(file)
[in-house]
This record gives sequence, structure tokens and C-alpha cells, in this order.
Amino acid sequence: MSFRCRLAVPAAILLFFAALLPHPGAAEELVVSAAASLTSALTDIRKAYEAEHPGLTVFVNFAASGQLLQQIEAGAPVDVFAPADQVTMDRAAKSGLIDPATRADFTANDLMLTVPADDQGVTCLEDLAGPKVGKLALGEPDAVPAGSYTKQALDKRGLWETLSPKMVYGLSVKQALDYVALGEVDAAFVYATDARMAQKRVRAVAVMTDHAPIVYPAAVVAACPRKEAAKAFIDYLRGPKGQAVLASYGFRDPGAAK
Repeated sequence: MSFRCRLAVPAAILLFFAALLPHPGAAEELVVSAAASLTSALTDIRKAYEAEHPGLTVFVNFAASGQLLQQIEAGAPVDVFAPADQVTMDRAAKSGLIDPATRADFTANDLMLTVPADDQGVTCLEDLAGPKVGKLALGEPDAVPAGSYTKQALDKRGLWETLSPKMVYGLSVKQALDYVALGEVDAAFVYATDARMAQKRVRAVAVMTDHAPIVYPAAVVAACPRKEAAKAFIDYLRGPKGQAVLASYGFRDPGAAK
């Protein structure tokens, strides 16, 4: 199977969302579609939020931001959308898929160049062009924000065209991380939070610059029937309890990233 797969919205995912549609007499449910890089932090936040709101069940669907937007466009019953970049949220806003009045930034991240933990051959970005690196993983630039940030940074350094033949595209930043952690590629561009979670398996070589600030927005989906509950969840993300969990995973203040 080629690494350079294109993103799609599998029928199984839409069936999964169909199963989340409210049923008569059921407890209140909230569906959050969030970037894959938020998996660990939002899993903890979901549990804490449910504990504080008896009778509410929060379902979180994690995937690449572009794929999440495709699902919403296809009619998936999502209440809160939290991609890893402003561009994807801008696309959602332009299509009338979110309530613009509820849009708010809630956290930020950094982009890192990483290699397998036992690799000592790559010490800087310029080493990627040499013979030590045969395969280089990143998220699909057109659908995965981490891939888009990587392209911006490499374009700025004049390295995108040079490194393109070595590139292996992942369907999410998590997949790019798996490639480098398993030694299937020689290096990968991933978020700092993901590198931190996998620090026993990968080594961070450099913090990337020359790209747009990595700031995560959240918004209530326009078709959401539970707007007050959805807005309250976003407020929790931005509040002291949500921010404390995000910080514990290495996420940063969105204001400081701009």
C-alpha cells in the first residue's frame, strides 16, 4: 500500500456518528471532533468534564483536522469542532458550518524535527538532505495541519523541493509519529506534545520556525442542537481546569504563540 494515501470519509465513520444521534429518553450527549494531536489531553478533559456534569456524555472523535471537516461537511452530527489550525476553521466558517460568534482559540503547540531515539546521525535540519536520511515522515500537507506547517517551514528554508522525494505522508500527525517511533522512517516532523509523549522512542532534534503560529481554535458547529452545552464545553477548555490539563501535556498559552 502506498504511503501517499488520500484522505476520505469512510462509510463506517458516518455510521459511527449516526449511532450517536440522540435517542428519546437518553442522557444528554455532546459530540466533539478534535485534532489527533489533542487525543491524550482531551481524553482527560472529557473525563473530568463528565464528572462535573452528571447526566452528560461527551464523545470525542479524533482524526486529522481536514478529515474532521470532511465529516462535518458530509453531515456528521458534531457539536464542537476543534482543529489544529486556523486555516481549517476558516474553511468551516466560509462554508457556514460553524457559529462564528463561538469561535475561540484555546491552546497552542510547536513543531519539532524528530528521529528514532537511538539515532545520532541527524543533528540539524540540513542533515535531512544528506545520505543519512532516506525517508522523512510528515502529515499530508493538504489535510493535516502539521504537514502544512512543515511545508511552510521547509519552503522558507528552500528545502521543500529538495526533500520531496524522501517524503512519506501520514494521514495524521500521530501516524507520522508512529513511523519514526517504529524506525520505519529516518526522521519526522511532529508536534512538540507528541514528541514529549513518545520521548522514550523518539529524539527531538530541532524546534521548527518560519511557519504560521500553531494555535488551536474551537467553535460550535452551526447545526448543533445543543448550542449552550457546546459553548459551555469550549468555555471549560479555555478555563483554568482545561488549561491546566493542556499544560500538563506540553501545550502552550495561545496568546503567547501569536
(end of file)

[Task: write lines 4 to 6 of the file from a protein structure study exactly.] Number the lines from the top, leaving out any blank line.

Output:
Repeated sequence: MSFRCRLAVPAAILLFFAALLPHPGAAEELVVSAAASLTSALTDIRKAYEAEHPGLTVFVNFAASGQLLQQIEAGAPVDVFAPADQVTMDRAAKSGLIDPATRADFTANDLMLTVPADDQGVTCLEDLAGPKVGKLALGEPDAVPAGSYTKQALDKRGLWETLSPKMVYGLSVKQALDYVALGEVDAAFVYATDARMAQKRVRAVAVMTDHAPIVYPAAVVAACPRKEAAKAFIDYLRGPKGQAVLASYGFRDPGAAK
């Protein structure tokens, strides 16, 4: 199977969302579609939020931001959308898929160049062009924000065209991380939070610059029937309890990233 797969919205995912549609007499449910890089932090936040709101069940669907937007466009019953970049949220806003009045930034991240933990051959970005690196993983630039940030940074350094033949595209930043952690590629561009979670398996070589600030927005989906509950969840993300969990995973203040 080629690494350079294109993103799609599998029928199984839409069936999964169909199963989340409210049923008569059921407890209140909230569906959050969030970037894959938020998996660990939002899993903890979901549990804490449910504990504080008896009778509410929060379902979180994690995937690449572009794929999440495709699902919403296809009619998936999502209440809160939290991609890893402003561009994807801008696309959602332009299509009338979110309530613009509820849009708010809630956290930020950094982009890192990483290699397998036992690799000592790559010490800087310029080493990627040499013979030590045969395969280089990143998220699909057109659908995965981490891939888009990587392209911006490499374009700025004049390295995108040079490194393109070595590139292996992942369907999410998590997949790019798996490639480098398993030694299937020689290096990968991933978020700092993901590198931190996998620090026993990968080594961070450099913090990337020359790209747009990595700031995560959240918004209530326009078709959401539970707007007050959805807005309250976003407020929790931005509040002291949500921010404390995000910080514990290495996420940063969105204001400081701009």
C-alpha cells in the first residue's frame, strides 16, 4: 500500500456518528471532533468534564483536522469542532458550518524535527538532505495541519523541493509519529506534545520556525442542537481546569504563540 494515501470519509465513520444521534429518553450527549494531536489531553478533559456534569456524555472523535471537516461537511452530527489550525476553521466558517460568534482559540503547540531515539546521525535540519536520511515522515500537507506547517517551514528554508522525494505522508500527525517511533522512517516532523509523549522512542532534534503560529481554535458547529452545552464545553477548555490539563501535556498559552 502506498504511503501517499488520500484522505476520505469512510462509510463506517458516518455510521459511527449516526449511532450517536440522540435517542428519546437518553442522557444528554455532546459530540466533539478534535485534532489527533489533542487525543491524550482531551481524553482527560472529557473525563473530568463528565464528572462535573452528571447526566452528560461527551464523545470525542479524533482524526486529522481536514478529515474532521470532511465529516462535518458530509453531515456528521458534531457539536464542537476543534482543529489544529486556523486555516481549517476558516474553511468551516466560509462554508457556514460553524457559529462564528463561538469561535475561540484555546491552546497552542510547536513543531519539532524528530528521529528514532537511538539515532545520532541527524543533528540539524540540513542533515535531512544528506545520505543519512532516506525517508522523512510528515502529515499530508493538504489535510493535516502539521504537514502544512512543515511545508511552510521547509519552503522558507528552500528545502521543500529538495526533500520531496524522501517524503512519506501520514494521514495524521500521530501516524507520522508512529513511523519514526517504529524506525520505519529516518526522521519526522511532529508536534512538540507528541514528541514529549513518545520521548522514550523518539529524539527531538530541532524546534521548527518560519511557519504560521500553531494555535488551536474551537467553535460550535452551526447545526448543533445543543448550542449552550457546546459553548459551555469550549468555555471549560479555555478555563483554568482545561488549561491546566493542556499544560500538563506540553501545550502552550495561545496568546503567547501569536